1. A 65 conscious man on a ventilator for life support tells the doctor, by writing a note, that he wants the ventilator turned off. The doctor knows that if she turns off the ventilator the patient will die in a few minutes. What further information would you need to know in order to advise the doctor whether what is requested by the patient is ethical and legal?

2. A baby born 6 days ago without a brain but with a brain stem that is allowing the baby to breathe and maintain blood pressure has developed pneumonia. The mother insists that the doctor treat the pneumonia. The father wants the doctor to allow the child to die. What would you recommend to the parents and the doctor?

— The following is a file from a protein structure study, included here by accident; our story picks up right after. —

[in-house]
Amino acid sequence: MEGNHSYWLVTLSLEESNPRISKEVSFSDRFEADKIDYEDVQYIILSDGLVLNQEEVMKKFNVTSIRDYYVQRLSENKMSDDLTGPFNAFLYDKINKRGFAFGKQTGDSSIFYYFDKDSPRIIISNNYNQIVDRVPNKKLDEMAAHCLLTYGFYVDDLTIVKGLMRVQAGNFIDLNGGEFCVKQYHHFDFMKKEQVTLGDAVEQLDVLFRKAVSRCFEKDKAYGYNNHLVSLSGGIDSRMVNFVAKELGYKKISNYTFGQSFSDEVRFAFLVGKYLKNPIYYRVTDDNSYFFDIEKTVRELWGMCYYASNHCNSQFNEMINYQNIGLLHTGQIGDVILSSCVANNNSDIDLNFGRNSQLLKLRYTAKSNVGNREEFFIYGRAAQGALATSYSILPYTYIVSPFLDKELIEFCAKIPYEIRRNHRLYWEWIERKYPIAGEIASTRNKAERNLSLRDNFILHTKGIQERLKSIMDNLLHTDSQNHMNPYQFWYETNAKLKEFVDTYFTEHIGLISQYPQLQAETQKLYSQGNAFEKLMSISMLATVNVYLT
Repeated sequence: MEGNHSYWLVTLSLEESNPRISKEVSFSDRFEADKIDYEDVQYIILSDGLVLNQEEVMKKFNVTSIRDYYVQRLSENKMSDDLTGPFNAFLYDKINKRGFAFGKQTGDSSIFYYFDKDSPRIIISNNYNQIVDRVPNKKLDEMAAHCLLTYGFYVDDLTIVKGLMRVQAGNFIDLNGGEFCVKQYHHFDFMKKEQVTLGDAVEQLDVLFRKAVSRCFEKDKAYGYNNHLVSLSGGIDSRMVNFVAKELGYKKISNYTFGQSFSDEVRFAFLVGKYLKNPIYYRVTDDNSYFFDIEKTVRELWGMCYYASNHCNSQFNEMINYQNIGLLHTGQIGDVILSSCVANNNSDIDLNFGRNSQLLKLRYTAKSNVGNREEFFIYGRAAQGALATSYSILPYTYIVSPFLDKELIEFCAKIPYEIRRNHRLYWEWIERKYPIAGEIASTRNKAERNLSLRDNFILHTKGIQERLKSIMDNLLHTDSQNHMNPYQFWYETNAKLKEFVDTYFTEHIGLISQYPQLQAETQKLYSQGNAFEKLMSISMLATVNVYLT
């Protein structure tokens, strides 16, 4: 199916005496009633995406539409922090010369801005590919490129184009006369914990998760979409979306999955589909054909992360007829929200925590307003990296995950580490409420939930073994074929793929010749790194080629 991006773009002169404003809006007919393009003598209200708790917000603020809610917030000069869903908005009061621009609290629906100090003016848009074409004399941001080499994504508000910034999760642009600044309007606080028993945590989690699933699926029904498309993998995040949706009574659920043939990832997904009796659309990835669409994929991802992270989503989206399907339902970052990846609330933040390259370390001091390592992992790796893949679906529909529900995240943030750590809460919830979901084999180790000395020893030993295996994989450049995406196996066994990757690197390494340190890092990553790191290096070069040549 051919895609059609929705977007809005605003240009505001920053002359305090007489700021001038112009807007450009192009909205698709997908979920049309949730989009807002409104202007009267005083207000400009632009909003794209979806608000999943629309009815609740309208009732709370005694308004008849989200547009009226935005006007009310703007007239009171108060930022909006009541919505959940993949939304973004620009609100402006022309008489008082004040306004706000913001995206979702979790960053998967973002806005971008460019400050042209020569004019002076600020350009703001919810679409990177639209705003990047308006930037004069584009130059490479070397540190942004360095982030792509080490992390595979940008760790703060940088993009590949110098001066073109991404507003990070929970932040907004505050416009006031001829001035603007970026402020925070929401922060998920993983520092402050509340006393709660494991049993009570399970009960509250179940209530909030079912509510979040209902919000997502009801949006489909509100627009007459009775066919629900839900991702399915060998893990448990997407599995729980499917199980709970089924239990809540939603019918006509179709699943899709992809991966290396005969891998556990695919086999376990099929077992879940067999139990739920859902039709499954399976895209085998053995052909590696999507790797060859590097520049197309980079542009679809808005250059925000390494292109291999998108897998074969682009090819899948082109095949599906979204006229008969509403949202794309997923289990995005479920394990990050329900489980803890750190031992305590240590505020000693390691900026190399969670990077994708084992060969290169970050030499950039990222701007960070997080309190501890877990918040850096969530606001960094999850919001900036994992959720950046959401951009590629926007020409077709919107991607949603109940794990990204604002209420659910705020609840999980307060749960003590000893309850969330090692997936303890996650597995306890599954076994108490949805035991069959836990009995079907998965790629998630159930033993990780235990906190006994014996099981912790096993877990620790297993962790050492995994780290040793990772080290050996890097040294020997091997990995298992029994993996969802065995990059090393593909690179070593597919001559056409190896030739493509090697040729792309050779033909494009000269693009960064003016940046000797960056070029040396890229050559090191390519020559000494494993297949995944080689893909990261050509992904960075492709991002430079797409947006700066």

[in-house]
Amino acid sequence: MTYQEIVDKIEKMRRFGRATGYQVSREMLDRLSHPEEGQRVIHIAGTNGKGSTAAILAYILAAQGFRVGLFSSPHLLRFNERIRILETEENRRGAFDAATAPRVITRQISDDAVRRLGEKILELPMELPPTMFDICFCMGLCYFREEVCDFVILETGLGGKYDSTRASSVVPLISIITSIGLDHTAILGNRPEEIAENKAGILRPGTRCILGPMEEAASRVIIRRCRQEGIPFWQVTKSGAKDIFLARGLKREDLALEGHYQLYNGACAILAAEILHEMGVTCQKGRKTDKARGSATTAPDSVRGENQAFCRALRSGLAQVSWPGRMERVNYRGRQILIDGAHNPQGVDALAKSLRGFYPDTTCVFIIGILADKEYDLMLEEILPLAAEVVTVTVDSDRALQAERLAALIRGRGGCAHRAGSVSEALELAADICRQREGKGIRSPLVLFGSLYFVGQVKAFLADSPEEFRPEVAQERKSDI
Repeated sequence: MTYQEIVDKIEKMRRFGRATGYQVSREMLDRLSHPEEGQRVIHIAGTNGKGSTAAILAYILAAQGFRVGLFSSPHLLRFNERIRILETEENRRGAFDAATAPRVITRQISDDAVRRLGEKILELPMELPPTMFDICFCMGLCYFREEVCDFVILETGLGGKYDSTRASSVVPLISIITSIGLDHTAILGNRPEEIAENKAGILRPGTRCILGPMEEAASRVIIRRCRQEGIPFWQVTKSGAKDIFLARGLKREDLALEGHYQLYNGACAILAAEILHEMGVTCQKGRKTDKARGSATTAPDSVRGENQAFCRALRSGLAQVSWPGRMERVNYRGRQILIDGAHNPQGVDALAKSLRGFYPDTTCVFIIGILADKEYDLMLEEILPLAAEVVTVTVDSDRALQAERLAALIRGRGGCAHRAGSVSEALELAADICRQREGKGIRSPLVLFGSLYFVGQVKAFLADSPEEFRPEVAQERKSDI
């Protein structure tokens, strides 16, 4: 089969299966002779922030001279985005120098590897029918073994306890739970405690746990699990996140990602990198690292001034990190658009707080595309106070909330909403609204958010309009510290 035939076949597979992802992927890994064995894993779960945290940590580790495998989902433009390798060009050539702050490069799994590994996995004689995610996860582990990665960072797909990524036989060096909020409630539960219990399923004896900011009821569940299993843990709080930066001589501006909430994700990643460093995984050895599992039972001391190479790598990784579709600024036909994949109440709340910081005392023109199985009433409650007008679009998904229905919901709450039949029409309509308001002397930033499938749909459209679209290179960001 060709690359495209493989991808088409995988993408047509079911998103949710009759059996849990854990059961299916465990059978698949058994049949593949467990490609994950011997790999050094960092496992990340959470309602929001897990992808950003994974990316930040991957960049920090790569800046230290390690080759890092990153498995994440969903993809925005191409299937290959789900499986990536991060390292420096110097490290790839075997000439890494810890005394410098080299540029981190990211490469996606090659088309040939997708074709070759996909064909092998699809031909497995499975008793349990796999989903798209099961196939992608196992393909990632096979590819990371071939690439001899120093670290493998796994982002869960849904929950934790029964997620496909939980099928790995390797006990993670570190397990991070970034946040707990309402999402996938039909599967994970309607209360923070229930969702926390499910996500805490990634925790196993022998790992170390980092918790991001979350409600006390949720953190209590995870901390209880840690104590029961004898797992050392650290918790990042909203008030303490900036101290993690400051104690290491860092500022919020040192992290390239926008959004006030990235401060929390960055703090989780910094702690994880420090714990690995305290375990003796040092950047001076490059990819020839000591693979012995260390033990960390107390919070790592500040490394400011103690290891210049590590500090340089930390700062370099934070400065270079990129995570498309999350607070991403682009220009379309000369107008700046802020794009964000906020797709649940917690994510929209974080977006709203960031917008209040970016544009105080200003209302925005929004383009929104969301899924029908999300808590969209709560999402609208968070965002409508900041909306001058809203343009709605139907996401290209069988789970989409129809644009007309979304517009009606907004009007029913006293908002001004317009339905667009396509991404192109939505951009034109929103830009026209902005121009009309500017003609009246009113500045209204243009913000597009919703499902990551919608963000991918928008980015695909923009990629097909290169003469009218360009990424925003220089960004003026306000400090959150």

3. Two children one age 5 and the other age 7 were born with a genetic disorder which limits their life to less than 15 years. The mother is again 2 months pregnant and asks the doctor for advice as to what to do. However, the doctor holds moral views and by religion is against abortion. What would you advise how the doctor should respond to the mother?

4. A father brings into the emergency room his 3 year old child for a bloody nose but is found by the doctor to have a fresh bruise on the left buttock and right shoulder. What facts should the doctor know before breaking patient confidentiality rules and report these findings to governmental authorities as suspected child abuse?